Toronto will have to give them their best stuff, because you don't get a break with the Texas batting order, who just added highly-touted prospect Mike Olt to it's list.
The Detroit Tigers aren't division leaders, but they are in fact on top of the wild-card race, so Toronto isn't getting any help.
That being said, Toronto is coming off a series win versus the Tigers in late July, so don't rule this one out.
These two teams have only squared off three times this season, so anything is possible. But as of now Detroit is riding a five-game win streak and nipping at the heels of the division-leading White Sox.
Toronto seemed to get the best of Detroit when they came to town, and that was with a lot of rookies in the lineup. For that reason, Toronto will fare well when they visit Comerica Park.
The Baltimore Orioles have been one of the surprise teams of 2012, sitting in second place in the A.L. East standings and one game back of the wild card.
The O's have made it clear that this isn't a fluke season, and they've done so against the Blue Jays, leading the season series 5-4.
But again, they haven't dominated Toronto, as every game has been close this season. Unfortunately for the Blue Jays, they're 0-3 going into Camden Yards, getting outscored 10-3 in the process.
Toronto is going to have to cool the Baltimore bats and use the speed at the top of the lineup if they want to win this series—otherwise, the Orioles will run away with this one.
The Blue Jays will make their way back to New York after having faced the Yankees a couple weeks prior at home.
The bad news is this: Toronto is 0-3 in Yankee Stadium this year. In fact they haven't come close to winning, losing 6-3, 6-1 and 6-0. In order to win this series, they'll need to take control of the game to try and score early and often.
The Toronto Blue Jays will begin September against three division rivals, the first being the Tampa Bay Rays.
Tampa plays a fast game, and you'll notice it when you see them running the bases, butting bunts down and sacrificing guys over.
It's essential for Toronto to limit the number of Tampa players on the base paths (third in the majors in stolen bases with 93), because most all of them will steal on you.
On that note, Toronto catchers will have to be quick on their feet, because stealing third is never out of the question when it comes to the Rays.
The Baltimore Orioles will be coming to town in what's sure to be a slugfest.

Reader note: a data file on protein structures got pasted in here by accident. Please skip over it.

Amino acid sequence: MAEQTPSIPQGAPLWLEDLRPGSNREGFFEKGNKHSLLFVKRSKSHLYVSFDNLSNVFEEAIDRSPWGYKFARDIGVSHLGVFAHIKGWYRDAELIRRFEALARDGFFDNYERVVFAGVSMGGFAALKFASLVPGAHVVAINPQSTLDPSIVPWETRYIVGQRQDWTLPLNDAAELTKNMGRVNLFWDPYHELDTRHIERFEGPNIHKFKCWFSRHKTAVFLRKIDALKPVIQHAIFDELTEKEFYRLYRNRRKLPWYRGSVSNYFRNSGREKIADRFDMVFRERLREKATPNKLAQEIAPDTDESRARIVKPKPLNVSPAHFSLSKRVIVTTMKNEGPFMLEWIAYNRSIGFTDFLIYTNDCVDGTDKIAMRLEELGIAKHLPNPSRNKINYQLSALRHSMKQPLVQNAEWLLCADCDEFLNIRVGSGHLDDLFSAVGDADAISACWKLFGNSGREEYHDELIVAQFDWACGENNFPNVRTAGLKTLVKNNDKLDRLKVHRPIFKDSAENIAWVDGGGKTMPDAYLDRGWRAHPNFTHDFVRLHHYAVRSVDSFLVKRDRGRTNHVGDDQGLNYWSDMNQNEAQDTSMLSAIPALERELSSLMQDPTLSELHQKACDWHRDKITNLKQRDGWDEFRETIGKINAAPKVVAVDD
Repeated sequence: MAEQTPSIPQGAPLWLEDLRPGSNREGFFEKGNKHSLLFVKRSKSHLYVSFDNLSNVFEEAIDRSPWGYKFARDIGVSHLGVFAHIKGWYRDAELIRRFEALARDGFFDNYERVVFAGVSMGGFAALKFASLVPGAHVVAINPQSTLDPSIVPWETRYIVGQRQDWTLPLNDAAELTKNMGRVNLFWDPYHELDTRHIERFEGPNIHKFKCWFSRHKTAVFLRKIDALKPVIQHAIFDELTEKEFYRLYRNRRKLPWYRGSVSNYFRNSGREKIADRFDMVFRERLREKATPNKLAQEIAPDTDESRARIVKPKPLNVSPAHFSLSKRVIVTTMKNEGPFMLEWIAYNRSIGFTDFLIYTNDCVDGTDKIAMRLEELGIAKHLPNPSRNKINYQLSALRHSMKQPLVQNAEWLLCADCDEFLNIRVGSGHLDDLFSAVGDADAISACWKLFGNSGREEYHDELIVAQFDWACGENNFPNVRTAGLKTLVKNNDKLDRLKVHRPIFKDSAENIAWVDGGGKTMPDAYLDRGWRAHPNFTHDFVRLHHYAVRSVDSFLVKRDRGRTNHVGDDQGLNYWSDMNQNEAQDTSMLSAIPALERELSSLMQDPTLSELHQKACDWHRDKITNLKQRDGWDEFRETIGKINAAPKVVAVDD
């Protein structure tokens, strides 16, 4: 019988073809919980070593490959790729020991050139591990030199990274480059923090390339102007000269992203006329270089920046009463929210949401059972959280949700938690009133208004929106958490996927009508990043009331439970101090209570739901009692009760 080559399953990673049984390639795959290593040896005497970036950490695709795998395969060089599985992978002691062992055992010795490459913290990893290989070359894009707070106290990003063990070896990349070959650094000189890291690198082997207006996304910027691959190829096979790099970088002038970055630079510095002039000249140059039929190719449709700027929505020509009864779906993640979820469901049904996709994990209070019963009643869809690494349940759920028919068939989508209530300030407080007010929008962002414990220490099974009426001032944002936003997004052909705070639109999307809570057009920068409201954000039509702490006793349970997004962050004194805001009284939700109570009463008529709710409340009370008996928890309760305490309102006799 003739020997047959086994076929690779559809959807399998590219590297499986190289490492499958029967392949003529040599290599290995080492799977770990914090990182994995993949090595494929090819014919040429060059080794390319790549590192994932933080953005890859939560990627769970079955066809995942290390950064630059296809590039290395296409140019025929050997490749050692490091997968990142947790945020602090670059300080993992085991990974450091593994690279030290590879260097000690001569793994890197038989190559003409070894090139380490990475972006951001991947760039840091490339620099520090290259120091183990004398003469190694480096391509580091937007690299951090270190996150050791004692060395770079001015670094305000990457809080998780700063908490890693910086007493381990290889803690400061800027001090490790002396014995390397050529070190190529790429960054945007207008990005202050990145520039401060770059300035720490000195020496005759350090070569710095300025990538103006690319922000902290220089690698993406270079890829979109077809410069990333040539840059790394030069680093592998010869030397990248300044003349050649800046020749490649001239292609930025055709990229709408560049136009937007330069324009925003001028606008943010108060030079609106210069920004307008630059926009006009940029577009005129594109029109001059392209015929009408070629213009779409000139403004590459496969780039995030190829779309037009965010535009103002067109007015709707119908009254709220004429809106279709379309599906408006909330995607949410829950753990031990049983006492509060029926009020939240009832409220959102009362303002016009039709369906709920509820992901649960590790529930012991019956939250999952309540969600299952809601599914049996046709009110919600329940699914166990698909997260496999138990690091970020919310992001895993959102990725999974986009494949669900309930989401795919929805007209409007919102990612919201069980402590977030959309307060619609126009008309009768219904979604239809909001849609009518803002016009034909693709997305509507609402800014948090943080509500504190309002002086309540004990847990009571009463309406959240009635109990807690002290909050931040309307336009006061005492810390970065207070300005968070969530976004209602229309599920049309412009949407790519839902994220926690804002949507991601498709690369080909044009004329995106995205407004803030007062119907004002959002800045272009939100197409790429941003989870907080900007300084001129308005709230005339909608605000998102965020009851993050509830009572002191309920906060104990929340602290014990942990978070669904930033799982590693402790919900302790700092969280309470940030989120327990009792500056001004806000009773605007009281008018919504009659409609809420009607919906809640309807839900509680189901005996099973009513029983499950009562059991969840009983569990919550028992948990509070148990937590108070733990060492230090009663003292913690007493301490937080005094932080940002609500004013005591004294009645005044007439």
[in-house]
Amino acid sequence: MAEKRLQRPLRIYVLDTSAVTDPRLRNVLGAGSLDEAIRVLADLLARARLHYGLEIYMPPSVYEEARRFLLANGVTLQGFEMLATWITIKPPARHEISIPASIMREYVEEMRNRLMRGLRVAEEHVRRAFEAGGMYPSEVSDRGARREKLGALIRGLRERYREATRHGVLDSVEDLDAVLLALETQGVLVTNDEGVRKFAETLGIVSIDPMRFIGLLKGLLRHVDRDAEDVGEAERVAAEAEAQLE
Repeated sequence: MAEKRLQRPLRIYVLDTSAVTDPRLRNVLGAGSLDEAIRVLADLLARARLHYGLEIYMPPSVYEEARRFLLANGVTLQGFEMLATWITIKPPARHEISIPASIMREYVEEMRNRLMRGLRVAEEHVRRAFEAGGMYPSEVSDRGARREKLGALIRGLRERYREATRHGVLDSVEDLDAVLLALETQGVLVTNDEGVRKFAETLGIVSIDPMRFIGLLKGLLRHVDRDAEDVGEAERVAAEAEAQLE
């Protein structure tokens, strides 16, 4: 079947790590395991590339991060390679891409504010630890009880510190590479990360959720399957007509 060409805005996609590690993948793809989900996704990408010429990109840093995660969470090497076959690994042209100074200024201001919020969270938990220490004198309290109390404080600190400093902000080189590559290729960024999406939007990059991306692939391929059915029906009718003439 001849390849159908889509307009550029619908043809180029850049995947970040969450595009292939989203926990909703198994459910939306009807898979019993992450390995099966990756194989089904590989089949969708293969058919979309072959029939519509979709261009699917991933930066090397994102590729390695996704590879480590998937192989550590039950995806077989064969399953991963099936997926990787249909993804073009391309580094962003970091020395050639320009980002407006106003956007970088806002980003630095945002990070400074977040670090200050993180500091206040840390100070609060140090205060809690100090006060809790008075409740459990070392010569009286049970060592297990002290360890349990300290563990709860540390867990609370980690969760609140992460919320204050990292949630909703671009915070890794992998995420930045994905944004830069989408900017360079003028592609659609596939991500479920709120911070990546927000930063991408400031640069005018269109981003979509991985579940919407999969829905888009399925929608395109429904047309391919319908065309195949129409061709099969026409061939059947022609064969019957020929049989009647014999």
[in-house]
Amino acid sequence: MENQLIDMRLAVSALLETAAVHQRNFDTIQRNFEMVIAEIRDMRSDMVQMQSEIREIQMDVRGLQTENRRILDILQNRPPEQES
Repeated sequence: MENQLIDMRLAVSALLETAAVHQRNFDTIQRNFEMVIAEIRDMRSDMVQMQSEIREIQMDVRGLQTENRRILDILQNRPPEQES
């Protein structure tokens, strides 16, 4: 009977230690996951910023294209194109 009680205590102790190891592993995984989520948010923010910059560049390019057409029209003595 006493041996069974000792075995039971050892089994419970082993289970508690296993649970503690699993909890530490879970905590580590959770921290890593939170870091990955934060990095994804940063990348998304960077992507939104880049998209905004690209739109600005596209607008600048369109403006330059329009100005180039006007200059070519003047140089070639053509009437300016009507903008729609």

As aforementioned, the Jays sit second in the majors with 151 homers, but the Orioles aren't too far behind with 131, good enough for fourth.
The Blue Jays have had the upper hand on the O's this season in the Rogers Centre, sporting a 4-2 record, including a series sweep in May.
This should be a great series, as both teams are battling in the A.L. East for what now looks like second place.
The Boston Red Sox in 2012 aren't the same threat as they were in past years.
They aren't even close.
A miserable season at best, the Red Sox have a 54-55 record and aren't faring very well against the Toronto Blue Jays thus far in the season.
These two team have met up a lot in 2012, and the Jays lead the series 7-5, most recently coming off a series sweep against Boston in their own hometown in July.
The Blue Jays are a better ball club than the Red Sox, and they seem to be comfortable at Fenway Park this season as well, with four wins and two losses on the season.
If Toronto can put the ball in play, make the easy outs and move runners on, they should have no problem sweeping their second series in a row against Boston.
The first few headlines that will come out of this series will be the return of outfielder Eric Thames, who was traded for pitcher Steve Delabar at the trade deadline.
The Seattle Mariners aren't having a great season. That being said, they play in arguably the toughest division in the majors, with the Oakland Athletics, Los Angeles Angels and Texas Rangers, all of whom are serious playoff contenders, if not World Series contenders.
But beyond that, Seattle has been playing great baseball, especially against the Blue Jays, leading the season series 4-2 and most recently sweeping them at home in late July.